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Adaptive Decision Support for Shop-floor Operators using Function Blocks
University of Skövde, School of Engineering Science. University of Skövde, The Virtual Systems Research Centre. (Produktion och automatisering)ORCID iD: 0000-0002-1699-3778
2017 (English)Doctoral thesis, monograph (Other academic)
Abstract [en]

In manual and semi-automation production systems, flexibility and adaptability are affected by the shop-floor operators’ skills, abilities and knowledge. Such dependencies highlight the vital importance of developing and utilising the knowledge, achievements and abilities of the operators working with production on the shop-floor. Teamwork, including both novice and highly experienced shop-floor operators, in a production environment with a high level of automation, is essential already today and is predicted to increase, when the complexity and demands of future production systems intensify. This trend is confirmed in both the research literature and by specialists within industry.

The key to future competitiveness and effectiveness of the manufacturing industry is the shop-floor operators who handle the production systems. In addition, the future information intensive working environment, with its increasing complexity and less time available for decision-making, demands adaptive decision support and adaptive control systems that facilitate collaborative work on the shop-floor. It is therefore important to emphasise how decisions are supported in the time-limited working environment of the shop-floor, because this has a large impact on production output and quality and is vital to the success of the company. Consequently, this dissertation presents a framework for an adaptive decision support system that concentrates on shop-floor operators, in order to enhance their development and future contribution to leading edge production systems.

The overall aim of the research presented is to define a framework for an Adaptive Decision Support System, to address the scope and demands of the future shop-floor, as indicated in the research literature, and confirm its relevance, as well as further elaborate it on the basis of interviews with production managers and HR specialists

The research presented uses the design science research process. In parallel, decision support systems and the industrial shop-floor have been studied in the research literature and the current state of industrial practice has been assessed. These areas together form the basis for the research on adaptive decision support for shop-floor operators. A framework enabling adaptive decision support and adaptive system control, based on event-driven function block technology and Augmented Reality technology, is formulated.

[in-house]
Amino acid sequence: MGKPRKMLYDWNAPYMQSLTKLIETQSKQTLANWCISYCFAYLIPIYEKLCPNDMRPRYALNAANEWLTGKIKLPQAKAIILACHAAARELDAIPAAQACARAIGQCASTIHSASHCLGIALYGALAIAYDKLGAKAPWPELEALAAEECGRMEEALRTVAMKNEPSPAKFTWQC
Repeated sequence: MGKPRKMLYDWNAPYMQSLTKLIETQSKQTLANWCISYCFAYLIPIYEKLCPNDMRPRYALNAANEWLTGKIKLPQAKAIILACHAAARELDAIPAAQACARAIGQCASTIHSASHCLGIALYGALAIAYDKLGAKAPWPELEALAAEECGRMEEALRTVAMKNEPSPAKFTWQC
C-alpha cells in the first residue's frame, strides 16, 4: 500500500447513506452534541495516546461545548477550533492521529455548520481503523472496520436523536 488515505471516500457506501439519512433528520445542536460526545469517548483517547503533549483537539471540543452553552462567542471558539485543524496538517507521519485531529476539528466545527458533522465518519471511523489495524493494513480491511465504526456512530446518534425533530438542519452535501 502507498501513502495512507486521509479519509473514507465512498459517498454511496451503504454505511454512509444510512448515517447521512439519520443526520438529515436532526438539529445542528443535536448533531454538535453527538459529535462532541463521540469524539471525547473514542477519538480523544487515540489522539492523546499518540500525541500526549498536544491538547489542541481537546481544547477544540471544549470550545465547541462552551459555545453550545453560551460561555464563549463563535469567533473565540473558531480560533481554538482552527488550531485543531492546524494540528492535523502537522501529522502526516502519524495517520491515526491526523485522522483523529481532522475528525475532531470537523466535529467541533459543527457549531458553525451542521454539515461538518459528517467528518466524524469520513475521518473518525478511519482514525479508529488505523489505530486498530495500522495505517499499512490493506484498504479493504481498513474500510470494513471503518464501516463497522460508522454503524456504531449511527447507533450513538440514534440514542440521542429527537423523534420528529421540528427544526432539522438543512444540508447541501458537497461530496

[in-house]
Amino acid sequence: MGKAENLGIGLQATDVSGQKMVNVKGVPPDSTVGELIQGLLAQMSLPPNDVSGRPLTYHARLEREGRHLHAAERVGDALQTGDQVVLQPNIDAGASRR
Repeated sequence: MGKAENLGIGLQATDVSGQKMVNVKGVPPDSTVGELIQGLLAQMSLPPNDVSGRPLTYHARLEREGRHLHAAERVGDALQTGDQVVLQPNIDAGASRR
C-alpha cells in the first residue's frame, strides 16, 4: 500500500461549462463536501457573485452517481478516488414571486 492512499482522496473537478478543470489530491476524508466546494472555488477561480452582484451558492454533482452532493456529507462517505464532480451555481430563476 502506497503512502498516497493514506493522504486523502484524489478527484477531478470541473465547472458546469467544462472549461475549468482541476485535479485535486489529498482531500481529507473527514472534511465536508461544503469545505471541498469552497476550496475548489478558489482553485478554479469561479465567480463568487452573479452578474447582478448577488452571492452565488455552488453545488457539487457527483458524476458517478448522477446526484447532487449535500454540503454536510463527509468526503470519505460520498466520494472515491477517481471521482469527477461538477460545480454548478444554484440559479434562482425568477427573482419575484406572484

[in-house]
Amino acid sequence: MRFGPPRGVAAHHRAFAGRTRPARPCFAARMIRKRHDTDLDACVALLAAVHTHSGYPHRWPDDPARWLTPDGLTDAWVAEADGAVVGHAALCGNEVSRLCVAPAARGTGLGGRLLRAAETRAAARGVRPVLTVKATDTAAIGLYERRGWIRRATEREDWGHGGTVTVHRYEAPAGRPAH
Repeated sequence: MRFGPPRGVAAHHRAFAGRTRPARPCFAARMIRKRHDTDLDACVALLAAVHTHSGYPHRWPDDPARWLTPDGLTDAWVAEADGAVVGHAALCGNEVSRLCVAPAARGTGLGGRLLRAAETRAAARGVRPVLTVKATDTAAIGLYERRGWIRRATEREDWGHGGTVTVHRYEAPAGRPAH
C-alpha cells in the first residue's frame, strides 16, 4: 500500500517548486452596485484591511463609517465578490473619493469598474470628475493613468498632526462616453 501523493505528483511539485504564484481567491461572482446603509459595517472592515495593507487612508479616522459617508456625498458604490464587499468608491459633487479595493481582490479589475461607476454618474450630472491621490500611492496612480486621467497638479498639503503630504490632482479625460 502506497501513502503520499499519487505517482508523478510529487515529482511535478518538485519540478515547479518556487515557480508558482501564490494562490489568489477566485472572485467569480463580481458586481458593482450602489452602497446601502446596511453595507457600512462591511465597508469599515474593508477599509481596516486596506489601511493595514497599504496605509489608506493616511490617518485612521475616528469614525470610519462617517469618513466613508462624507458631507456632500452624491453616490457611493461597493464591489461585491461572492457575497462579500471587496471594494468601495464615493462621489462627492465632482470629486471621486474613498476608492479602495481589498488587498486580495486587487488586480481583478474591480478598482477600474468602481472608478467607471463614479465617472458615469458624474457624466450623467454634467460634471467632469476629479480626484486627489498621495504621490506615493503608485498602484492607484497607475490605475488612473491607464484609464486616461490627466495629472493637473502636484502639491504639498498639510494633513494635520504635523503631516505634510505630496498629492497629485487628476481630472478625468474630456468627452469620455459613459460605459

The gap of research on decision support for shop-floor operators, indicated in the research literature is addressed by the research preformed.  Adaptive and dynamic decision support and system control able to process vast amounts of information in real time demonstrates utility for shop-floor operators. The research presenting the Adaptive Decision Support System has demonstrated its utility for shop-floor systems and production operatives in two extensive studies using demonstrators based on real-life production environments.

A methodology, the ‘User group’, has been formulated for research collaboration and bi-directional knowledge transfer between academia and the industrial partners. It provides tools that enable cooperation between the experienced research partner and the novices, despite their different levels of engagement in the same project, without dividing them into separate groups. The ‘user group’ case study presented describes how both the inexperienced and the research mature companies gain new knowledge and engage in ongoing research. By doing so, the industrial project partners have extensively supported the research presented and will subsequently be the expected beneficiaries.

Place, publisher, year, edition, pages
Högskolan i Skövde , 2017. , 192 p.
Series
Dissertation Series, 17
National Category
Production Engineering, Human Work Science and Ergonomics
Research subject
Production and Automation Engineering
Identifiers
URN: urn:nbn:se:his:diva-13503ISBN: 978-91-982690-8-6 (print)OAI: oai:DiVA.org:his-13503DiVA: diva2:1089364
Public defence
2017-01-11, 09:30 (English)
Supervisors
Available from: 2017-04-20 Created: 2017-04-19 Last updated: 2017-04-20Bibliographically approved

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